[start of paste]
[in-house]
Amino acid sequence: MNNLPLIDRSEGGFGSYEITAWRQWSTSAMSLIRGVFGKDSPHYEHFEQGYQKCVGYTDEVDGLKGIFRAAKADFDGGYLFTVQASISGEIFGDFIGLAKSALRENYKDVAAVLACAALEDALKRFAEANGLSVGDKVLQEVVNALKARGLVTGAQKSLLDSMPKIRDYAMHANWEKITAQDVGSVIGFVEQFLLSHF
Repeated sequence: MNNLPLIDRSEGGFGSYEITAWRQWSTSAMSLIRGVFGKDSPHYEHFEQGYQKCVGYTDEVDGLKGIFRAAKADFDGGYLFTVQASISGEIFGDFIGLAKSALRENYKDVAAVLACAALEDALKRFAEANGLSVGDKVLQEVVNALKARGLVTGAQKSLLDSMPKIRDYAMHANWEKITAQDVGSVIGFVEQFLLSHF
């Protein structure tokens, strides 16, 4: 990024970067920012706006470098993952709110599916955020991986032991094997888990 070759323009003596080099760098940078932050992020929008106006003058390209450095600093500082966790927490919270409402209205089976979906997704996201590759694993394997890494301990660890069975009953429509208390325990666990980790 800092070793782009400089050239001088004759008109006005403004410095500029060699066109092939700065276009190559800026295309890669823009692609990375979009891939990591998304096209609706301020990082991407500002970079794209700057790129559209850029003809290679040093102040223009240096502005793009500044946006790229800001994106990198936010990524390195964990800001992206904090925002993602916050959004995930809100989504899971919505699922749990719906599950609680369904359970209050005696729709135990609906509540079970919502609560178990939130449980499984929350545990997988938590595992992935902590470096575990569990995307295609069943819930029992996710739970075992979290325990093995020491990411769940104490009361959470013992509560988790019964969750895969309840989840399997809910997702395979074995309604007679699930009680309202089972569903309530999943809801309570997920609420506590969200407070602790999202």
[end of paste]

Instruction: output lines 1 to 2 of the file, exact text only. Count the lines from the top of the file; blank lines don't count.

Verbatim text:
[in-house]
Amino acid sequence: MNNLPLIDRSEGGFGSYEITAWRQWSTSAMSLIRGVFGKDSPHYEHFEQGYQKCVGYTDEVDGLKGIFRAAKADFDGGYLFTVQASISGEIFGDFIGLAKSALRENYKDVAAVLACAALEDALKRFAEANGLSVGDKVLQEVVNALKARGLVTGAQKSLLDSMPKIRDYAMHANWEKITAQDVGSVIGFVEQFLLSHF